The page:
Magazine article The Christian Century

Small Religious College Closes and Many Others Struggle to Survive

Magazine article The Christian Century

Small Religious College Closes and Many Others Struggle to Survive

Article excerpt

Duncan Tiemeyer chose St. Gregory's University because he wanted a faith-based education that would teach him more than how to succeed in a career.

The 550-student Catholic liberal arts college in Oklahoma traces its roots to French monks who moved to Indian Territory in 1875 to educate Native American and settler children.

"Here, we are taught not only to focus on our five-year plan but also our 100year plan and our 500-year plan," said Tiemeyer, 22, a senior business and theology major from Houston. "Are we living our lives in a way that is getting us to the next life? Are we going to be able to go to heaven?"

However, the brand of education offered by St. Gregory's, where Benedictine monks still pray daily in a chapel beside a cemetery where their predecessors are buried, will come to an abrupt halt at the fall semester's end.

Michael A. Scaperlanda, St. Gregory's president, compared small Christian colleges to small businesses.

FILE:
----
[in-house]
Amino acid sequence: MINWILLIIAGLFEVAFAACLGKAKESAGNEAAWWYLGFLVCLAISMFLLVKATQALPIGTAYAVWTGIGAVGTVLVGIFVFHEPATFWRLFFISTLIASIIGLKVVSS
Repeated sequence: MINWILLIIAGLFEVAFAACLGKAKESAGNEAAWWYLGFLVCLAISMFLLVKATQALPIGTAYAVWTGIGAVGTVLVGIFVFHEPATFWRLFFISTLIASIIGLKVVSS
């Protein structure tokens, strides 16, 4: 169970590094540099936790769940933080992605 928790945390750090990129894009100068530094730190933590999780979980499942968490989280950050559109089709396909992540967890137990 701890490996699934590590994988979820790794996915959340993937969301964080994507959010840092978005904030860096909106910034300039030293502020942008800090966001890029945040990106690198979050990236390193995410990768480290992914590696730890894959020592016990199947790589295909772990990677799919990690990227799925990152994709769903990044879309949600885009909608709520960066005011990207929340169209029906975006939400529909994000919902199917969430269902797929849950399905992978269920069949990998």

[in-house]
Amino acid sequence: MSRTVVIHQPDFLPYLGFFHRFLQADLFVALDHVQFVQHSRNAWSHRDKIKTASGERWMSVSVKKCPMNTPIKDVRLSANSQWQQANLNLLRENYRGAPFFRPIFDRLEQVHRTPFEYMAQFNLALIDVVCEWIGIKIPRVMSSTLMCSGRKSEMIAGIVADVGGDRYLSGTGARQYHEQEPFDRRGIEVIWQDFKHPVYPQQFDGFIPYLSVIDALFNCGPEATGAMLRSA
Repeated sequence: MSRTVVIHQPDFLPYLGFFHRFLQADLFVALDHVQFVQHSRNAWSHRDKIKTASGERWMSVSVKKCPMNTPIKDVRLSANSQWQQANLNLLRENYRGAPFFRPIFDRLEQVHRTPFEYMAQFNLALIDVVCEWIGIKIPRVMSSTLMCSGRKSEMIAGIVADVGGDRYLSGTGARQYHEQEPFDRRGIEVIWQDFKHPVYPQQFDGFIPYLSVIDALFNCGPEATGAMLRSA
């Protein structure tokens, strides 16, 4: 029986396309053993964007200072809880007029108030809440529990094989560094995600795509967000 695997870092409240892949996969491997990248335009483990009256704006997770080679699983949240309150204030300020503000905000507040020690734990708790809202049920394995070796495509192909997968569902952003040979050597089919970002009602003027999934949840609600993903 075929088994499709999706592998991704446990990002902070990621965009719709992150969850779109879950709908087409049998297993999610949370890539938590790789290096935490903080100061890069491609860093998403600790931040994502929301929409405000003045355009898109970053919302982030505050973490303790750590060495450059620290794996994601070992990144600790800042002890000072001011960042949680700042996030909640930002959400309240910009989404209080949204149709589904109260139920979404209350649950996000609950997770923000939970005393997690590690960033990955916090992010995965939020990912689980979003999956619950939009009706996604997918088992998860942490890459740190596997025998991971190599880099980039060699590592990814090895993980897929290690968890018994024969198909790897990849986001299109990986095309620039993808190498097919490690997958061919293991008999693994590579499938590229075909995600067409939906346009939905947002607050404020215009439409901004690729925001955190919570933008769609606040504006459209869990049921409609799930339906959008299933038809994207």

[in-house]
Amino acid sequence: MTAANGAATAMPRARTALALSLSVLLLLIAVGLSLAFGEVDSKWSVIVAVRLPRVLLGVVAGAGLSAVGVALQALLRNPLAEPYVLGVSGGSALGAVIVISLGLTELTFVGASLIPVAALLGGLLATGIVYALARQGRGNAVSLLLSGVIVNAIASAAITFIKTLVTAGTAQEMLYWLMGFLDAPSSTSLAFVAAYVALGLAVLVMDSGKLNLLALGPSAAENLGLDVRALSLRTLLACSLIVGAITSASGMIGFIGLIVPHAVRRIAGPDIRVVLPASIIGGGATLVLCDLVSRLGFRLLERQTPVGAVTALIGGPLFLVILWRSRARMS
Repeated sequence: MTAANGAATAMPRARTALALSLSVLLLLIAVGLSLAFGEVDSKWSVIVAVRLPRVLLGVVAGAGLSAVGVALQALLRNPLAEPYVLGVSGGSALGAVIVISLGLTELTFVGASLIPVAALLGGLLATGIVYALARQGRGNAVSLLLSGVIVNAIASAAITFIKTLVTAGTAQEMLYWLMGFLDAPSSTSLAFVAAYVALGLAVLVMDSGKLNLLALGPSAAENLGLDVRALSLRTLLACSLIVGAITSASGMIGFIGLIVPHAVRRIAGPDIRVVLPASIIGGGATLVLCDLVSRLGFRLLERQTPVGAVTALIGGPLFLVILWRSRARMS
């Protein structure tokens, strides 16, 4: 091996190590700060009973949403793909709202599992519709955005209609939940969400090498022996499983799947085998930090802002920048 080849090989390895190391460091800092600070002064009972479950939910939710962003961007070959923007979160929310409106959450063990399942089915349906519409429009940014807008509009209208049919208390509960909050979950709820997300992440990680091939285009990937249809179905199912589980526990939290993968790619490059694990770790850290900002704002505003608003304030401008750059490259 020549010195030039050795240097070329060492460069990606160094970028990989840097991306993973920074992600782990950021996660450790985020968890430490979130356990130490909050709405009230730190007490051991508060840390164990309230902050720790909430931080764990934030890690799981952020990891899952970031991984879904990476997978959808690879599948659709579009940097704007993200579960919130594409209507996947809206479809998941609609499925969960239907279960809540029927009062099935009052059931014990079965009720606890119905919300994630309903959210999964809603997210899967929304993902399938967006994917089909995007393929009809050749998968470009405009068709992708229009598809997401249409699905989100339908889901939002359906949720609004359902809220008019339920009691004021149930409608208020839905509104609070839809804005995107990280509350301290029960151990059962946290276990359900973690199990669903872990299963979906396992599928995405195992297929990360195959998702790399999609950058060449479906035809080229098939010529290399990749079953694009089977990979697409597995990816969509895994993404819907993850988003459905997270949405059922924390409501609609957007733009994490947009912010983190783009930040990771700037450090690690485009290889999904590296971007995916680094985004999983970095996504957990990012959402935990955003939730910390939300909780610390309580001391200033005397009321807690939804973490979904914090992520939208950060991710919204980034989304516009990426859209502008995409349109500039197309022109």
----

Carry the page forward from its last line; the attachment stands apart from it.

"In the pre-Wal-Mart world, mom-and-pop shops could survive and thrive," Scaperlanda said. "In the Wal-Mart world, you need to have a niche market and very sophisticated business practices, and I think that has been difficult for many small Christian universities, including St. Gregory's."

The financially strapped Roman Catholic institution 40 miles east of Oklahoma City is just the latest small religious college to close in an increasingly competitive higher education marketplace.

* Grace University, a Christian college in Omaha, Nebraska, will end operations in May because of financial and enrollment challenges.

* Marygrove College, a Catholic liberal arts institution in Detroit, will shut down its undergraduate programs in December.

* Catholic-affiliated Saint Joseph's College in Rensselaer, Indiana, did not reopen this fall.

Roughly one-third of the small private colleges rated by Moody's Investors Services, an international financial research company, generated operating deficits in 2016, an increase from 20 percent in 2013, MarketWatch reported in June. A major reason is a record level of tuition discounts, "a practice that's financially riskier for small colleges that have fewer sources of revenue to rely on," wrote MarketWatch, which offered data on religious schools specifically.

St. Gregory's, Oklahoma's only Catholic university, had hoped a $12.5 million rural development loan from the Citizen Potawatomi Nation made possible by federal money disbursed to the tribe would keep it alive. To qualify for the loan, the school even de-annexed from Shawnee, a city of 31,000, to meet the requirement of being located in a rural area. …

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